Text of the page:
Some players wear their frustration on their sleeves and some do not. Apparently this is a story.
So apparently there's a lot being talked and written about the players' body language. No really. This is a thing.
First Gary Washburn publishes an article about there being a "divide" in the locker room. That divide apparently is between the happy losers and sad losers.
The Celtics are not on the same page. Some players continue to laugh and joke after losses, while others are furious. Some players expect the improvement will come and don’t appear worried about losses piling up, while others are very concerned.
Now, we've got quotes from Rajon Rondo about how he's a sore loser and others aren't.
"The frustrating part is just losing," he said. "I'm a sore loser. It's tough to lose." Then he put it in broader terms. "Everybody isn't," he said. "You'll learn that everybody isn't a sore loser. Some teams are OK with losing. Some guys are OK with just getting a check. But everything I do, I compete. So, this four-game losing streak is frustrating." He stopped short of pointing fingers. "I can only judge myself," Rondo said. "That's my New Year's resolution. I don't want to judge anybody this year."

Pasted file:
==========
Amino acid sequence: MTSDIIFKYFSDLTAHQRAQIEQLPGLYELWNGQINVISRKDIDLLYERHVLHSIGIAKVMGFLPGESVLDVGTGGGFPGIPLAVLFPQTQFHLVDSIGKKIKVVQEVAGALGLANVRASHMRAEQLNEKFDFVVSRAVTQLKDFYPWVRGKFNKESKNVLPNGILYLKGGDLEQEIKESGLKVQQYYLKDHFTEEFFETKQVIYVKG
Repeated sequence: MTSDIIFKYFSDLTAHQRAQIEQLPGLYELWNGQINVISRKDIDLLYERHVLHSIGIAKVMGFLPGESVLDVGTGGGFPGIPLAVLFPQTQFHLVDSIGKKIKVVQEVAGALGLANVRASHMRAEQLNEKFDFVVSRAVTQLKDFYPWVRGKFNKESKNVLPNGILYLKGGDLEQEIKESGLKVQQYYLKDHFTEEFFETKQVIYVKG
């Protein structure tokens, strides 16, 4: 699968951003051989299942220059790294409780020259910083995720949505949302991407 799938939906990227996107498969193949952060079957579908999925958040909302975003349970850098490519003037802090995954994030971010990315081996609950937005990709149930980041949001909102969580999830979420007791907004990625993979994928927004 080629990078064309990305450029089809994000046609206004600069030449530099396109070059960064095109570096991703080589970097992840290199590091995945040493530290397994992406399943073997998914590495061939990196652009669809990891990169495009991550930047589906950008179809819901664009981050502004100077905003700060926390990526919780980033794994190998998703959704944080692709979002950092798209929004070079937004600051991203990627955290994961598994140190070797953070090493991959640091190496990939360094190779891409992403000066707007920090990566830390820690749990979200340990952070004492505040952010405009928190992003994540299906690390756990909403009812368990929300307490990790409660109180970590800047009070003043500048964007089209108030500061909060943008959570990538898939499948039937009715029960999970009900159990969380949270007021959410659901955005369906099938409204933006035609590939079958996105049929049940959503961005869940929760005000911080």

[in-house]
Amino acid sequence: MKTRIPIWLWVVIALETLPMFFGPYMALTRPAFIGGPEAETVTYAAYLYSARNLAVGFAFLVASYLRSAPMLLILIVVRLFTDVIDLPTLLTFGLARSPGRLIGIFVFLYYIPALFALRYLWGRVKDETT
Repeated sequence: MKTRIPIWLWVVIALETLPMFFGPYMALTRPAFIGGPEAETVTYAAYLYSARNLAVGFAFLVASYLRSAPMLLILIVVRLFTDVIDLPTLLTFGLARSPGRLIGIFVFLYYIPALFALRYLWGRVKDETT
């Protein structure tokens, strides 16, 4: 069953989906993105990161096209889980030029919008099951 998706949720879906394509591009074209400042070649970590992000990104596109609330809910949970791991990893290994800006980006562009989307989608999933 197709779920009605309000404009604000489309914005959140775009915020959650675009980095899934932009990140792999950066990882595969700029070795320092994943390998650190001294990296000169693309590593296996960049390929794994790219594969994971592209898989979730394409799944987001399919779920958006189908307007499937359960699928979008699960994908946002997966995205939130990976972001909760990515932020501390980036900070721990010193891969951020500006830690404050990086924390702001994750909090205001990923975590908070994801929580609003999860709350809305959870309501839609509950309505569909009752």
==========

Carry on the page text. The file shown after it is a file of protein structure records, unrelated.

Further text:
If only everyone would just beat themselves up as much as Rajon and Garnett do, everything would be fine. Right? Or maybe people are just wired differently. That seems to be the point Doc is making here.
"Honestly, I don’t look, I don’t notice," said Rivers. "I don’t know what [getting upset] does, you still gotta learn from losing and learn from wining at the same time. Clearly there are guys that take it more emotional than others, that doesn’t mean the other guys don’t take it just as poorly. I’ve learned a long time, you don’t read into that."
Look, I'm clearly being dismissive here and that's on purpose. I get that things like chemistry and being on the same page is important to a team's dynamics. But at some point, these differences are just life. We don't all handle disappointment the same way (just look around this blog!) and that happens. Players don't always even get along but they are professionals and they have to make it work.
Danny Ainge knows full well that Kevin McHale handled himself differently than Larry Bird did, yet they made great teammates.
Now, is it possible that things are really bad behind the scenes and the discord is actually ripping the team apart at the seams? Sure, I guess. But I'm gonna need a little more than body language to make me get worried about it.
Now rebounding, transition defense, and shot selection? Those I'm worried about. Next story.